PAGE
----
Soft light is created automatically outdoors when the sky is cloudy. The sun as a light source then has an enormous radiating surface and the light is distributed very evenly. Contrasts are only sparse and there are no sharp shadows. This can be rather inconvenient for landscape shots and give the impression of monotony. For portraits, on the other hand, soft light is very popular because it makes striking faces appear more even and unevenness of the skin into the background.
How do you create soft light?
If you want to work outdoors with soft light, it is best to choose a very cloudy day. Soft light can also arise in fog and sunshine, provided that the position of the sun is appropriate. This creates soft images - similar to the use of a diffusion wall.
In the studio, you create soft light by deflecting the light source. Flash light, for example, must not flash directly on the subject, but on a screen or a neutral wall. The reflection enlarges the surface of the light and makes it appear softer overall. An alternative are soft boxes or octaboxes, which also lead to a larger radiating surface and thus to softer light. You can also work with translucent umbrellas in the home studio. The large, white and translucent umbrellas are placed between the motif and the flash, which gives them an effect similar to a softbox.
Soft light in the studio can be better controlled by modeling it from the outset not with a point light source, but with surface lights. You can also create targeted soft light with our Luna T Softlight. When generating soft light with surface lights, it is important that you pay attention to the distance to the subject. The closer the luminaire is to the object, the softer the light appears. You are welcome to vary this here to try out different lighting effects.
What is the difference between hard and soft light?
Hard light and soft light differ mainly in the following aspects:
- Contrast in the picture
- Casting of shadows
If you work with hard light, strong contrasts arise. Soft light, on the other hand, makes your picture appear low in contrast. The shadow cast is very distinctive and pronounced in hard light. The edges of the shadow are sharply defined and angular. It's different in soft light: The shadow edges are soft and flowing, hard cast shadows are completely avoided.
Is Hard or Soft Light Better?
The question of whether hard light or soft light is more suitable cannot be answered across the board. It always depends on what you are recording and what image effect you want to achieve. Still lifes, for example, come into their own with soft light. Sometimes landscapes can also be photographed well with soft light, for example to emphasize the delicacy and softness of a sunset by the sea. Soft light is also typically used for portrait photography. Soft light is particularly recommended for a beauty shoot that focuses on the face. This is the best way to reproduce the skin tone and make the model look very natural. Even small bumps in the skin and distinctive facial features can be weakened somewhat with soft light.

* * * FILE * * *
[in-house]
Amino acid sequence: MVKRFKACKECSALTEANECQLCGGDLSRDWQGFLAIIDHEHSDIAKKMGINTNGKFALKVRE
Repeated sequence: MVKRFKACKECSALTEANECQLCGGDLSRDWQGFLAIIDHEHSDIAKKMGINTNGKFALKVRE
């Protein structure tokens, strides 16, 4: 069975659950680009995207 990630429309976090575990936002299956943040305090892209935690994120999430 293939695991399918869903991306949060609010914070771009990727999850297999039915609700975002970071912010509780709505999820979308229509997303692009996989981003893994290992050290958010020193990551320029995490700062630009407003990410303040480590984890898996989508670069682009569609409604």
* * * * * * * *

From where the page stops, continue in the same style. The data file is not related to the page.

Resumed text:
However, you don't always have to use soft light for portrait photography. For example, if you want to specifically emphasize a person's hardness or fighting spirit, you can also work with harder light. When photographing or filming landscapes, you are also better off with hard light. The same applies to architectural recordings: the hard light emphasizes the geometric shapes and makes the object stand out better from its surroundings. The structure and the shape of the motif can be shown very well with hard light.
Conclusion: Use hard light and soft light in a targeted manner and underline the desired image effect
Light has many different properties and can - depending on the weather, time of day, season and air pollution - achieve a different lighting effect. In photography and filmmaking, a distinction is therefore made between hard light and soft light. For professional recordings that emphasize the desired target with their image effect, it is important to be able to differentiate between soft and hard light and to know how the light hardness can be influenced. Only then do you have the option of using hard or soft light as a stylistic device in your recordings.
There is no general answer to the question of whether you should work with soft or hard light. The optimal illumination always depends on the subject and the desired image effect. Before starting your project, think carefully about what you want to achieve with your recording and what light hardness you need to achieve your goal. Then you can consciously create hard or soft light and thus either provide hard shadows and high contrasts or smooth transitions and a natural softness in the picture.